If a country so dependent on coal can do it, we all canAustralia is a big producer and user of coal. Black and brown coal represented over 75% of the country's electric power generation in 2008-2009, and vast quantities of the black stuff is exported out of the country, mostly to China. But it doesn't have to be this way. A peer-reviewed study by researchers at the University of New South Wales shows that the country could go 100% renewable by 2030 if a price of $50 to $100/tonne was put on carbon, making the country's vast wind and solar resources more than competitive with fossil fuels.
Putting a price on carbon would be an effective way to fight climate change, and it makes sense if we consider that the fossil fuel industry has received massive subsidies for decades and that all the environmental damage that it does is not included in the price of its products (oil, gas, coal...).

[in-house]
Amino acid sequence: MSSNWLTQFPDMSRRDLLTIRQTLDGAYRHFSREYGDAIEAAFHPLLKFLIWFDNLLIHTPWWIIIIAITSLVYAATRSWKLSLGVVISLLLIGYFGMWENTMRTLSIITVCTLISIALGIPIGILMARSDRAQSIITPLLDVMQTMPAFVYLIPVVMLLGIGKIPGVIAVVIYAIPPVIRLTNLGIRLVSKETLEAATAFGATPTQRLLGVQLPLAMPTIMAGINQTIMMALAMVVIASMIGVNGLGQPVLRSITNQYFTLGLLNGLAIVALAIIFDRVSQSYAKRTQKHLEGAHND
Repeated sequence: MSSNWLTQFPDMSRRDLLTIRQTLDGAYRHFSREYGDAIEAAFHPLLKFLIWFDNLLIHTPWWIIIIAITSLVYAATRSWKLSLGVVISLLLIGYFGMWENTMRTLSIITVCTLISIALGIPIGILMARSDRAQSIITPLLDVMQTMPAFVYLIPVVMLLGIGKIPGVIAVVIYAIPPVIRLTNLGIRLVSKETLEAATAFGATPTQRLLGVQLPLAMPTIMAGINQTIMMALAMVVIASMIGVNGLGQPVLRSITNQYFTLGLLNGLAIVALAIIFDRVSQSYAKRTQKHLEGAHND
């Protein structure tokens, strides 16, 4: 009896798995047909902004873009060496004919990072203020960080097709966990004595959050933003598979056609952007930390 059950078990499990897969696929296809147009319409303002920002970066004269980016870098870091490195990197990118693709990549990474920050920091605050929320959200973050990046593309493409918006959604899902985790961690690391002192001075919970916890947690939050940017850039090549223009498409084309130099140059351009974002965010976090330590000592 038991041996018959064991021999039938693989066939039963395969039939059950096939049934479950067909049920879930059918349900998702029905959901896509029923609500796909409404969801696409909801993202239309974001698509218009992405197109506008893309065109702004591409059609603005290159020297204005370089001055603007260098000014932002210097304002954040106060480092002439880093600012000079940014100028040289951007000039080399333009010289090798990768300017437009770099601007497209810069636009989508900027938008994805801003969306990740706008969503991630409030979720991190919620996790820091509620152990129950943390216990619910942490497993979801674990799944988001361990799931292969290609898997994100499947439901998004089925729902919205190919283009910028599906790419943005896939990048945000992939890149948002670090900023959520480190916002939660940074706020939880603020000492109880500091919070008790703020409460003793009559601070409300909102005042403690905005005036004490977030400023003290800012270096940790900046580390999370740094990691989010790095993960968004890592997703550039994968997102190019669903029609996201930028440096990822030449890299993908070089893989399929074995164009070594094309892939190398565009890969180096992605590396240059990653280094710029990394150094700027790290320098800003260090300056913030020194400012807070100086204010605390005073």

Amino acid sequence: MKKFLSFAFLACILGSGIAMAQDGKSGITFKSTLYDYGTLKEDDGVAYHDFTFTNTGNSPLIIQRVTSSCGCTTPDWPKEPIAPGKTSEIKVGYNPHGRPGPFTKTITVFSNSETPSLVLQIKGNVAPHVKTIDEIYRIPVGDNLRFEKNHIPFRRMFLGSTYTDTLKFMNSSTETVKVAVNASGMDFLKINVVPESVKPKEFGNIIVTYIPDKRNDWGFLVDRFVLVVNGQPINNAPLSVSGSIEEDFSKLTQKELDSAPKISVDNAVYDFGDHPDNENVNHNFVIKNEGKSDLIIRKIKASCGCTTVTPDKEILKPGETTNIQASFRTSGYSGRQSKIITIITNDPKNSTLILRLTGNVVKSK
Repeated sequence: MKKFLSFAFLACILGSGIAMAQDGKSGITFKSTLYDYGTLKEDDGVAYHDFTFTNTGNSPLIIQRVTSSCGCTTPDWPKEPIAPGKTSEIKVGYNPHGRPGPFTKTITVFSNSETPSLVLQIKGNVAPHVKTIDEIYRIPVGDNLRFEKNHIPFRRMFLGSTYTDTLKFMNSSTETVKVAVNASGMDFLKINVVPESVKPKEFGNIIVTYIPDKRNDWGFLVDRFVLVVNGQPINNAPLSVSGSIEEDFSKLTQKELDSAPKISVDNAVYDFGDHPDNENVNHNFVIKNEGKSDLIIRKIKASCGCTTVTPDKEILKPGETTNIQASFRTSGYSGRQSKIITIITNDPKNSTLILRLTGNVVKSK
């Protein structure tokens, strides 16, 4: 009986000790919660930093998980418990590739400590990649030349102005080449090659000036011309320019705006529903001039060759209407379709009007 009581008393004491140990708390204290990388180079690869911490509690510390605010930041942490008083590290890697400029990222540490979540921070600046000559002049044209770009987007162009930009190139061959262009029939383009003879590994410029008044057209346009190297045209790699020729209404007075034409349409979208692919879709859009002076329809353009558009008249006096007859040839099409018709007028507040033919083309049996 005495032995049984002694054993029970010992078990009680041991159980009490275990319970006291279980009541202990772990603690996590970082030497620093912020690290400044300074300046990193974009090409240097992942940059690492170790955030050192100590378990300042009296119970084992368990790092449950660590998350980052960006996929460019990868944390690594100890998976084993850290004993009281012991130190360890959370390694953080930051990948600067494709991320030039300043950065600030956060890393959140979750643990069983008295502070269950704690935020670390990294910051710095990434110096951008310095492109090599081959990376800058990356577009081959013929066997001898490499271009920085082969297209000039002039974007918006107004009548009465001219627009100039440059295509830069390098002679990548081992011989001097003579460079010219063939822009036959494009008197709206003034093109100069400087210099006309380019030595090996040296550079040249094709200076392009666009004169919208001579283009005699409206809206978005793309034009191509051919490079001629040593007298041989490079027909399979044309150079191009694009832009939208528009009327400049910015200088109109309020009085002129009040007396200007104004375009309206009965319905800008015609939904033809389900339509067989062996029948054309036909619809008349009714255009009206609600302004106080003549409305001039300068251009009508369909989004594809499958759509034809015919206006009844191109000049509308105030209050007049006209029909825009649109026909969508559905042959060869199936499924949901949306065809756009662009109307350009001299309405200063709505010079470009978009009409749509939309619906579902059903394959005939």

Running simulations based on power demand and supply data for 2010, the researchers found wind would contribute most in a switch to fully renewable energy. It would account for between 46 and 59 per cent, while solar PV and concentrated solar would supply 15-20 per cent each, and hydro and biofuel-based gas generators the remainder. (source)
And if the cost of renewables drops faster than in the numbers used in the study, a real possibility according to the authors of the paper who have tried to be conservative with their assumptions, then the price of carbon could be even lower and we'd still see renewables be less expensive than the dirty stuff.
The biggest challenge is to get the social and political will to implement a carbon price high enough to make these changes take place. Without it, everything will move much slower. Even putting a price on carbon in a revenue-neutral way - raise money on carbon, cut taxes elsewhere - would help because it would shift demand to the comparatively low-carbon sources of power. This doesn't have to be something that hits people in the wallet. It's about making the fossil fuel industry pay for its 'externalities'.